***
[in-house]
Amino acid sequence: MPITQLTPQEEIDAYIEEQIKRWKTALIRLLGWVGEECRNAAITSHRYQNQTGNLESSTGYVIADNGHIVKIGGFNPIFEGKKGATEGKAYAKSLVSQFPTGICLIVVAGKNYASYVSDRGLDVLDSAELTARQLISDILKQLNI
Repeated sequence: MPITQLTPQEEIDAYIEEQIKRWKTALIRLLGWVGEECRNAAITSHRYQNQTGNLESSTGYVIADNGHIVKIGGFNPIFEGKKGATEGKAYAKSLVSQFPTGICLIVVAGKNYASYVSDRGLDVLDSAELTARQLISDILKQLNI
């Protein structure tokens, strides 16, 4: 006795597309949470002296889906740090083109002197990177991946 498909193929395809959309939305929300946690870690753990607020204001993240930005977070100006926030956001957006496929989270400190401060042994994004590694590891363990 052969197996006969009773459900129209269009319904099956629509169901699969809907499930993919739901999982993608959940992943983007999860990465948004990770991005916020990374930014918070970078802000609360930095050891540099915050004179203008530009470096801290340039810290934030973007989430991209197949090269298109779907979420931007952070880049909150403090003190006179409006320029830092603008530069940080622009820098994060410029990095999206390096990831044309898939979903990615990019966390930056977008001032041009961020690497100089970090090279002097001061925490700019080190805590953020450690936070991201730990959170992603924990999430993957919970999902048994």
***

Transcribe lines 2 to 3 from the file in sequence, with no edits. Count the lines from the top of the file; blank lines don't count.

Amino acid sequence: MPITQLTPQEEIDAYIEEQIKRWKTALIRLLGWVGEECRNAAITSHRYQNQTGNLESSTGYVIADNGHIVKIGGFNPIFEGKKGATEGKAYAKSLVSQFPTGICLIVVAGKNYASYVSDRGLDVLDSAELTARQLISDILKQLNI
Repeated sequence: MPITQLTPQEEIDAYIEEQIKRWKTALIRLLGWVGEECRNAAITSHRYQNQTGNLESSTGYVIADNGHIVKIGGFNPIFEGKKGATEGKAYAKSLVSQFPTGICLIVVAGKNYASYVSDRGLDVLDSAELTARQLISDILKQLNI